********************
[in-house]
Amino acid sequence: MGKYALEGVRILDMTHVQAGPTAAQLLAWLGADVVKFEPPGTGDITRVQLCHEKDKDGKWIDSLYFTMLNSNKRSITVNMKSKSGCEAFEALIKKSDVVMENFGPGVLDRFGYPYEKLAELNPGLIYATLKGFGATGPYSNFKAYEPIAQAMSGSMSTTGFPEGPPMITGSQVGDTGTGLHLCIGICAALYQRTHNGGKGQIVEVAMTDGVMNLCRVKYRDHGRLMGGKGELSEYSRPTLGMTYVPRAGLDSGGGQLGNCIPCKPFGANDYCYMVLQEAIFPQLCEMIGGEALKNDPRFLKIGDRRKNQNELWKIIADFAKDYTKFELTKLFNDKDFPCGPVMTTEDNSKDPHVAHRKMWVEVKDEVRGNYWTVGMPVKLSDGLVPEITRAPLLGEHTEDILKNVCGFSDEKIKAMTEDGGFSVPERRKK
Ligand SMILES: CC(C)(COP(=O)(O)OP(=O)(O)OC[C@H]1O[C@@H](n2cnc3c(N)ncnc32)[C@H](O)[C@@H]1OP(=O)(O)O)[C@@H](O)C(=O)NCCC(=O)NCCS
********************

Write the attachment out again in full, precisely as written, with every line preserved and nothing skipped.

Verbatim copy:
[in-house]
Amino acid sequence: MGKYALEGVRILDMTHVQAGPTAAQLLAWLGADVVKFEPPGTGDITRVQLCHEKDKDGKWIDSLYFTMLNSNKRSITVNMKSKSGCEAFEALIKKSDVVMENFGPGVLDRFGYPYEKLAELNPGLIYATLKGFGATGPYSNFKAYEPIAQAMSGSMSTTGFPEGPPMITGSQVGDTGTGLHLCIGICAALYQRTHNGGKGQIVEVAMTDGVMNLCRVKYRDHGRLMGGKGELSEYSRPTLGMTYVPRAGLDSGGGQLGNCIPCKPFGANDYCYMVLQEAIFPQLCEMIGGEALKNDPRFLKIGDRRKNQNELWKIIADFAKDYTKFELTKLFNDKDFPCGPVMTTEDNSKDPHVAHRKMWVEVKDEVRGNYWTVGMPVKLSDGLVPEITRAPLLGEHTEDILKNVCGFSDEKIKAMTEDGGFSVPERRKK
Ligand SMILES: CC(C)(COP(=O)(O)OP(=O)(O)OC[C@H]1O[C@@H](n2cnc3c(N)ncnc32)[C@H](O)[C@@H]1OP(=O)(O)O)[C@@H](O)C(=O)NCCC(=O)NCCS